Mary, Queen of France (Tudor Saga, #9)

ISBN: 0609810219
ISBN 13: 9780609810217
By: Jean Plaidy

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Reader's Thoughts


This is my first Jean Plaidy novel, and while i plan to read more, I am a little disappointed in the story telling in this particular novel. Perhaps it is because this has been written before my generation (( am 24 and an avid historical fiction reader), but i found the writing a little bland. The story is so sensational and scandalous but she writes it too quickly, obviously conforming to a publisher's limit of pages. I found this book to read out this way... "Mary falls in love, Mary gets married away from lover to King of France, Mary marries her real love after King dies." I just wanted more drama. I understand that this isn't a Danielle Steel novel but I just wanted more juiciness.


I thght the book was ok. Although I did not like the style in which it was written.I felt like the beginning of the book was written to give me a feeling of the people Mary dealt with but it really did not talk too much from Mary's perspective. The end of the book was rushed and really gave no information on Mary and her life with Charles other than a quick glossing over of the fact that they were happy and Henry was getting angrier. II felt light the end was unsatisfying.I did however learn a bit more of the history of the Tudor dynasty. I also learned a bit about France.

Gail Amendt

I have read a lot about the Tudors, and have always been curious about Henry VIII's younger sister Mary, who was married off to the elderly King of France for political reasons, was quickly widowed, and then married the man of her own choosing. In an age when royal princesses were used as political pawns and never chose their own husbands, this made her a very rare creature. In most fiction about the Tudors, she appears as a minor character and this story is only briefly touched on, so I was glad to find that Jean Plaidy dedicated a book to Mary's story. As with all Plaidy's royal novels, this is a great history lesson made more readable by telling it as a personal story. I found the character development in this one to be little better than Plaidy's norm, and I found myself feeling that I really did know Mary by the end. I would have liked a somewhat longer novel so that we could have explored more of her husband Charles Brandon's character as well, but I suspect that the historical records do not contain enough material to allow this, and Jean Plaidy is known for diligent research and a high degree of accuracy. She does a very good job of explaining the political situation in France that resulted in Mary's marriage to a sick old man. No matter how much I read about the Tudors and other royals of that time, I am still shocked by the complete lack of autonomy for women, and have to really admire Mary Tudor for taking control of her own life against the wishes of her tyrannical brother.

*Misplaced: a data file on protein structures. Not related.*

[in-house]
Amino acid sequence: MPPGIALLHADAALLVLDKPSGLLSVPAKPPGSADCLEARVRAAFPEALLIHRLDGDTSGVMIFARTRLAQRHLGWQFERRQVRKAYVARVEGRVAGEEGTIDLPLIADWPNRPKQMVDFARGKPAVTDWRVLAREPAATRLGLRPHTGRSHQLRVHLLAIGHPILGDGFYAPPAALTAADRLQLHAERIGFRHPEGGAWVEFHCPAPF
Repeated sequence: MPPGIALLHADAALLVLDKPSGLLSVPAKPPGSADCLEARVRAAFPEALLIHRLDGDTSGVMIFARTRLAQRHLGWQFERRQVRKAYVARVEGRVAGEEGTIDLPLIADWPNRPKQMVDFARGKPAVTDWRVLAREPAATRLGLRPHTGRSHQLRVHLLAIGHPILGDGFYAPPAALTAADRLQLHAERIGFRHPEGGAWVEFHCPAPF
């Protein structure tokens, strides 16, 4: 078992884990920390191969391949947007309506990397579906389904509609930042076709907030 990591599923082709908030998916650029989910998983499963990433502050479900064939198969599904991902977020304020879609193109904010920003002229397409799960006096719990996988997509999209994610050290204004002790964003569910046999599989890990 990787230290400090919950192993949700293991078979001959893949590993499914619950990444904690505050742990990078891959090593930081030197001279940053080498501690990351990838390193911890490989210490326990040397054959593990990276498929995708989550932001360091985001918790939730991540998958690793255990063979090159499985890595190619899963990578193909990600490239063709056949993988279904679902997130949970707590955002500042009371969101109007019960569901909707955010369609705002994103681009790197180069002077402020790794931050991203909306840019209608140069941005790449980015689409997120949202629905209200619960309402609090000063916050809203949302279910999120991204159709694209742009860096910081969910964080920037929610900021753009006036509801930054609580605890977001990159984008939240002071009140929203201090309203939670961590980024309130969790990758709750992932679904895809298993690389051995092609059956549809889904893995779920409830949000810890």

Kaypea Ramsdale

I loved this book right up until the end. I could not put it down. The sad thing, is that I KNOW what happens to Mary Tudor (or Brandon, or Queen of France) - come on - it's history so if you don't know. . . I'm sorry I might ruin it for you, but I wanted that part of the story to be as rich as the rest. I mean, even the Tudors (the Showtime television show) made her death more dramatic (even if incorrect, but it's Showtime). Anyway - she was a fascinating character and Plaidy really showed that in the whole book except for that last bit. . . total let down. . .

Chris Miller

This is, I think, a less rich take on these people than what I've read previously. I did like the look into the context of France but I'm less sure about the tendency to write particularly women in this period as practically obsessive over one person most of their lives, whether that's love interest or son. Maybe it's accurate, I don't know, but especially when it's a love interest it rings false to me, maybe not when one or two do it, but on a large scale? I don't know. Anyway, I'd have liked more nuance in all the characters.

Miranda Diaz